Research indicates that obsessive-compulsive disorder (OCD) and attention-deficit hyperactivity disorder (ADHD) frequently co-occur, with studies suggesting that up to 30% of people with OCD also have ADHD (Abramovitch et al., 2015). While these conditions have different diagnostic criteria, they share some overlapping features that can complicate diagnosis and treatment. 

A psychologist assessing a young child for a diagnosis.

Signs of OCD and ADHD 

OCD is characterized by persistent, unwanted, and intrusive thoughts (obsessions), along with repetitive behaviors or mental acts (compulsions) aimed at reducing anxiety or distress produced by those intrusive thoughts. Common obsessions include fears of contamination, disorder, harm, or asymmetry, while compulsions might involve excessive cleaning, checking, or organizing. A child’s compulsions often provide limited or no relief from their obsessions, increasing the risk that the obsession/compulsion cycle will begin again. 

In contrast, ADHD is marked by symptoms of inattention, hyperactivity, and impulsivity. Individuals with ADHD may struggle with sustaining attention, following through on tasks, and controlling impulses. These core symptoms can manifest in ways including forgetfulness, difficulty organizing activities, or fidgeting and restlessness. 

Despite the differences in their diagnostic criteria, both OCD and ADHD can involve difficulties with executive functioning, such as planning, decision-making, and impulse control. This overlap can make it challenging to distinguish between the two conditions, particularly when they co-occur. 

How OCD and ADHD Can Interact 

When OCD and ADHD co-occur, the impulsivity and distractibility of ADHD can interfere with the ritualistic behaviors of OCD, leading to increased frustration and anxiety. Conversely, the obsessive thoughts and compulsive behaviors of OCD can consume time and attention, which can worsen the focus and organizational challenges experienced by a person with ADHD. 

Children with both conditions might find it particularly challenging to complete tasks, manage time, and maintain attention. This can impact academic performance, family and social relationships, and daily functioning, creating a cycle of stress and difficulty. 

Treatments and Therapies for OCD and ADHD  

A comprehensive, individualized approach can effectively support those with both OCD and ADHD. Here are some treatments and therapies that may help: 

  1. Cognitive-Behavioral Therapy (CBT): CBT is an evidence-based intervention for both OCD and ADHD. For OCD, a specific form of CBT called exposure and response prevention (ERP) is used to help children confront and manage their obsessions and compulsions. For ADHD, CBT can help improve organizational skills, time management, and impulse control (Szymanski & Henin, 2021).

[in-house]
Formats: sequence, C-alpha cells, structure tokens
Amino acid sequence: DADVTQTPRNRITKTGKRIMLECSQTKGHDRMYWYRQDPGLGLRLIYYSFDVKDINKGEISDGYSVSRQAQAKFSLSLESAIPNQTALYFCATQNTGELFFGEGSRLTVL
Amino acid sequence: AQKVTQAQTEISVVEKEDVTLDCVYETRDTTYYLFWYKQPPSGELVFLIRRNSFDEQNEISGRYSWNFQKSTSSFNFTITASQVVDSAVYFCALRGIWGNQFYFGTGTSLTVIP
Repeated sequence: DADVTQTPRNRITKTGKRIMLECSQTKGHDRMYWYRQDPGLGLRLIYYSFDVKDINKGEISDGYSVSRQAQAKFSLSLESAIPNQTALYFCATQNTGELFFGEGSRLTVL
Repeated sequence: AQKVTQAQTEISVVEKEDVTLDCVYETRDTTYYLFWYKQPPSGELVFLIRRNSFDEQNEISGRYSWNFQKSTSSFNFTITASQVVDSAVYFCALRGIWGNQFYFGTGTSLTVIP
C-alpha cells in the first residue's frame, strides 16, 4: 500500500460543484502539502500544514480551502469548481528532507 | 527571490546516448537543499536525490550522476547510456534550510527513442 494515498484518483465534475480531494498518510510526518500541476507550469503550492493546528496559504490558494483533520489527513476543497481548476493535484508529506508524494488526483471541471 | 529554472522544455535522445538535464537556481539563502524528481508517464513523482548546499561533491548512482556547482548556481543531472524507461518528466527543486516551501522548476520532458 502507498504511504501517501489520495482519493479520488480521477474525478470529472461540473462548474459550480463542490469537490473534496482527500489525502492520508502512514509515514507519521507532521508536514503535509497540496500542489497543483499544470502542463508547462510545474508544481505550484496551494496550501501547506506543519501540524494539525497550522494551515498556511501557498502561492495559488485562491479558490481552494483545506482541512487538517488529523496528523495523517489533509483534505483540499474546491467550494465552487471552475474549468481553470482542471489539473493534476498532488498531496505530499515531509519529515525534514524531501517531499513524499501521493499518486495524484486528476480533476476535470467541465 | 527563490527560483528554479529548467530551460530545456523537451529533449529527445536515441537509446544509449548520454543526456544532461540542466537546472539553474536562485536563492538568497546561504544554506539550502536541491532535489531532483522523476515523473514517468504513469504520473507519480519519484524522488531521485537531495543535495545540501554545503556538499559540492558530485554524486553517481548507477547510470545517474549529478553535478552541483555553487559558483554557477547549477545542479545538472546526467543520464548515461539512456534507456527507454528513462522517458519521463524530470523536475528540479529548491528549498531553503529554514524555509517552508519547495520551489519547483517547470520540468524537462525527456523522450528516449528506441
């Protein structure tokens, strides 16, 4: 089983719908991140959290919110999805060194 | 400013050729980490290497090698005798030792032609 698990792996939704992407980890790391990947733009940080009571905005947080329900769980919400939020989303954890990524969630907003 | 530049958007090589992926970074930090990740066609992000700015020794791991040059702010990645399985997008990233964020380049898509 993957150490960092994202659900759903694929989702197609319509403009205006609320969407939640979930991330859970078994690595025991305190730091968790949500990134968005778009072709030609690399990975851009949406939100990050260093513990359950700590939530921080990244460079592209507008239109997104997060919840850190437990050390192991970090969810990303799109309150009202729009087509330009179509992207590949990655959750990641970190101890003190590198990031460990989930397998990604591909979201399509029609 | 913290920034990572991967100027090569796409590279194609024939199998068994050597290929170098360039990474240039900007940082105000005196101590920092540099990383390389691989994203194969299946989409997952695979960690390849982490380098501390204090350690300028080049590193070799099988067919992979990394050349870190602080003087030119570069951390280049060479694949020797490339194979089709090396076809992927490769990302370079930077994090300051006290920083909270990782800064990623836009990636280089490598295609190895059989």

2. Medication Management: Medications can be effective in managing symptoms of both OCD and ADHD. Selective serotonin reuptake inhibitors (SSRIs) are commonly prescribed for OCD, while stimulant medications are often used to treat ADHD. A qualified healthcare professional can help to identify the right combination and dosage for each person (Bloch et al., 2009). 

  3. Behavioral Interventions: Behavioral strategies can help manage the symptoms of both conditions. For example, establishing structured routines, using visual schedules, and breaking tasks into smaller, more manageable steps can be beneficial for children with OCD and ADHD. 

  4. Support Groups and Education: Support groups can provide a sense of community and understanding for children and families living with OCD and ADHD. Additionally, educational materials can empower families to advocate for appropriate care and accommodations for their children. 

Navigating life with co-occurring OCD and ADHD can be complex, but with the proper personalized strategies and support, families can help children manage their symptoms and thrive.   


  1. Abramovitch, A., Dar, R., Mittelman, A., & Wilhelm, S. (2015). Comorbidity Between Attention Deficit/Hyperactivity Disorder and Obsessive-Compulsive Disorder Across the Lifespan: A Systematic and Critical Review. Harvard Review of Psychiatry, 23(4), 245-262. doi: 10.1097/HRP.0000000000000050 

  2. Bloch, M. H., McGuire, J., Landeros-Weisenberger, A., Leckman, J. F., & Pittenger, C. (2009). Meta-analysis of the dose-response relationship of SSRI in obsessive-compulsive disorder. Molecular Psychiatry, 15(8), 850-855. doi: 10.1038/mp.2009.50 

  3. Szymanski, J., & Henin, A. (2021). Cognitive-Behavioral Therapy for OCD and ADHD. Journal of Cognitive Psychotherapy, 35(2), 97-111. doi: 10.1891/0889-8391.35.2.97